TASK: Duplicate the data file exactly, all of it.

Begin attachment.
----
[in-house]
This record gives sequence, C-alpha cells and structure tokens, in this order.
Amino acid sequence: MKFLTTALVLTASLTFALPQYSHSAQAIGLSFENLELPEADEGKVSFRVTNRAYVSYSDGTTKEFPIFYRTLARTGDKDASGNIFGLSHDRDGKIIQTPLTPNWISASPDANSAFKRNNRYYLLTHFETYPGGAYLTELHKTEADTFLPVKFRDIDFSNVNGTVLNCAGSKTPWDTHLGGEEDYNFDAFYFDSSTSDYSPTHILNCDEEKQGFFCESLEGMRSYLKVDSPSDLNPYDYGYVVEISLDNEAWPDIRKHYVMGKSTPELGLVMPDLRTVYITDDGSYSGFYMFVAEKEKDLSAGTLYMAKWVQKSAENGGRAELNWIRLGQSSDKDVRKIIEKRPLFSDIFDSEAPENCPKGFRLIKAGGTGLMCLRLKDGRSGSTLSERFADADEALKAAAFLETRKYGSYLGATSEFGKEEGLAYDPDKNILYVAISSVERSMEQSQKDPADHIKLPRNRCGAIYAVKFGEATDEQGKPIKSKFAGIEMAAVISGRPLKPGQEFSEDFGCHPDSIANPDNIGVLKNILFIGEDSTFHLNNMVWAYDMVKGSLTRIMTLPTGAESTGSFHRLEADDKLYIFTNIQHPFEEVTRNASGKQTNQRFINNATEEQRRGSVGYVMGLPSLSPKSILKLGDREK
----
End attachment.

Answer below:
[in-house]
This record gives sequence, C-alpha cells and structure tokens, in this order.
Amino acid sequence: MKFLTTALVLTASLTFALPQYSHSAQAIGLSFENLELPEADEGKVSFRVTNRAYVSYSDGTTKEFPIFYRTLARTGDKDASGNIFGLSHDRDGKIIQTPLTPNWISASPDANSAFKRNNRYYLLTHFETYPGGAYLTELHKTEADTFLPVKFRDIDFSNVNGTVLNCAGSKTPWDTHLGGEEDYNFDAFYFDSSTSDYSPTHILNCDEEKQGFFCESLEGMRSYLKVDSPSDLNPYDYGYVVEISLDNEAWPDIRKHYVMGKSTPELGLVMPDLRTVYITDDGSYSGFYMFVAEKEKDLSAGTLYMAKWVQKSAENGGRAELNWIRLGQSSDKDVRKIIEKRPLFSDIFDSEAPENCPKGFRLIKAGGTGLMCLRLKDGRSGSTLSERFADADEALKAAAFLETRKYGSYLGATSEFGKEEGLAYDPDKNILYVAISSVERSMEQSQKDPADHIKLPRNRCGAIYAVKFGEATDEQGKPIKSKFAGIEMAAVISGRPLKPGQEFSEDFGCHPDSIANPDNIGVLKNILFIGEDSTFHLNNMVWAYDMVKGSLTRIMTLPTGAESTGSFHRLEADDKLYIFTNIQHPFEEVTRNASGKQTNQRFINNATEEQRRGSVGYVMGLPSLSPKSILKLGDREK